My guess is the shell that executes
echo $var and
git tag $var uses
IFS=. as well. Note
var=$(IFS=.;…) cannot change the variable value in the current shell, so this unexpected
IFS must have been set earlier, probably during some trials and errors.
If I'm right, the variable named
var holds the expected value with dots, e.g.
1.0.0. But when you retrieve it like this
IFS is used to split
1.0.0 into words, so
echo receives three separate arguments:
0. And because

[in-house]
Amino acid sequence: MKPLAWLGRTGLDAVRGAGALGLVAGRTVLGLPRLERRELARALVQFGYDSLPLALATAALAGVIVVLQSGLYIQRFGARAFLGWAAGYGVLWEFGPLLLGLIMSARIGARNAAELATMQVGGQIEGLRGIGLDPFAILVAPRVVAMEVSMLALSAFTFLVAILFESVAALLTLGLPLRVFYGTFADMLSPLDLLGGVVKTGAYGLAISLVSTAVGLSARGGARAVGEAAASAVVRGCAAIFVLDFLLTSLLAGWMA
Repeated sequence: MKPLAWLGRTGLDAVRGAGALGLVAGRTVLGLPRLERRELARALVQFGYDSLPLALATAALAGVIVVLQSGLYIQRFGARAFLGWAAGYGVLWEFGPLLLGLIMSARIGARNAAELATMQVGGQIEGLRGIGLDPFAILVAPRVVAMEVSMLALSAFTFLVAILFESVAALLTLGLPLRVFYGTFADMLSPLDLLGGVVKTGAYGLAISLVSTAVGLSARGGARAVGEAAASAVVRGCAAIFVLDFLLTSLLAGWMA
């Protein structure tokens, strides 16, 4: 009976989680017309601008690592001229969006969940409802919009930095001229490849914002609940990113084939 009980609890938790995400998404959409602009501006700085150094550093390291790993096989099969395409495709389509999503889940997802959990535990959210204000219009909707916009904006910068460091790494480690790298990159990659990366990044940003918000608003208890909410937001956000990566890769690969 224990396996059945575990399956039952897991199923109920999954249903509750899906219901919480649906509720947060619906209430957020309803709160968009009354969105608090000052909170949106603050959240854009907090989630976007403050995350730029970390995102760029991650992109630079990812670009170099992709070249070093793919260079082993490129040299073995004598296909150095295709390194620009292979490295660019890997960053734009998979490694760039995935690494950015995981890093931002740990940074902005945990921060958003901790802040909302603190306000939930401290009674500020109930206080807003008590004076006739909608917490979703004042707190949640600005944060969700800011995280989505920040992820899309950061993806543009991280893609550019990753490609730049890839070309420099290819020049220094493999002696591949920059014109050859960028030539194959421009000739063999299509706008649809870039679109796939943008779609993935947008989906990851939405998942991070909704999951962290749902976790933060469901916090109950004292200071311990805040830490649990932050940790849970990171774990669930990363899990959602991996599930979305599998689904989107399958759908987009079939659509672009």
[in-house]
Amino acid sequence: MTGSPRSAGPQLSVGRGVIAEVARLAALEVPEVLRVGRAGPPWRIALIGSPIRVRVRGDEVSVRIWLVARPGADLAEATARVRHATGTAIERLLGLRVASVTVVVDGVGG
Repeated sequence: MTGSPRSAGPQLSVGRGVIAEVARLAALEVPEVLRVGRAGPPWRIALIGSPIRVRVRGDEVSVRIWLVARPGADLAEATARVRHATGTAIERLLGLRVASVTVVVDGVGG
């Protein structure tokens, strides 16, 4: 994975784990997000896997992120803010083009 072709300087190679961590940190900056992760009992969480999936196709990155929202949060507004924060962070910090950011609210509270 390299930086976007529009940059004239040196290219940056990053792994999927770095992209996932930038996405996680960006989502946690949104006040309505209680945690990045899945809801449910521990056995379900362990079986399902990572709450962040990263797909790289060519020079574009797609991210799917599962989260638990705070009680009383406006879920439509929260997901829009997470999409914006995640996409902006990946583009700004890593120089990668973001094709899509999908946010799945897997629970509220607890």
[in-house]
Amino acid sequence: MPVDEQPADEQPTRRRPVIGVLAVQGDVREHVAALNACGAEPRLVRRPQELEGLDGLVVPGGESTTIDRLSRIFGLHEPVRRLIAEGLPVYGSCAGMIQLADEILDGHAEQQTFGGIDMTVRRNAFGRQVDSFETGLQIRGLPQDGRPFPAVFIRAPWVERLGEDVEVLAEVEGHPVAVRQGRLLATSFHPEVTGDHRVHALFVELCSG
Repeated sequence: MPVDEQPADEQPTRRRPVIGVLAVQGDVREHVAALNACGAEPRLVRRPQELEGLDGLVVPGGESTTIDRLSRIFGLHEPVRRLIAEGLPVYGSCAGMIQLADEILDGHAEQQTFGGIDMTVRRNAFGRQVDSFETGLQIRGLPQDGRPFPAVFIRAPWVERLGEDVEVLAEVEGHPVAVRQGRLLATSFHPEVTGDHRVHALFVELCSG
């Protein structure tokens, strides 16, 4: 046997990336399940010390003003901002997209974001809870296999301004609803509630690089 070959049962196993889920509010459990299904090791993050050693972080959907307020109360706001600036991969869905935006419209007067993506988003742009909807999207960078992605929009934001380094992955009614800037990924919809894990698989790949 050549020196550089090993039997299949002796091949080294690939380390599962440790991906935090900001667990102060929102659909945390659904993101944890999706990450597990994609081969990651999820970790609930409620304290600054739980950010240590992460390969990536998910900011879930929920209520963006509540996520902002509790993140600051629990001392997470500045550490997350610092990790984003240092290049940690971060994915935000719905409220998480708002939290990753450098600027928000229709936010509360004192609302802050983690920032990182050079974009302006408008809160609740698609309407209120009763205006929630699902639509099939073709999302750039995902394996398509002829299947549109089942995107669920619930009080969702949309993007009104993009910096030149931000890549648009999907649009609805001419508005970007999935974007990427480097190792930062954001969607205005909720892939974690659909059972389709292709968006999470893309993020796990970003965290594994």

echo prints its arguments with single spaces in between, you were under impression the value of
1 0 0.
doesn't rely on
IFS. I expect it will show you
A general solution is to double-quote variables. You should have done it anyway:
git tag "$var"
Also pay attention to
IFS. Now it should be clear
echo $IFS won't show you what the variable is;
echo "$IFS" is better. In addition these methods are useful:
printf '%s' "$IFS" | hexdump -c
printf '%s' "$IFS" | hexdump -C
printf '%s' "$IFS" | xxd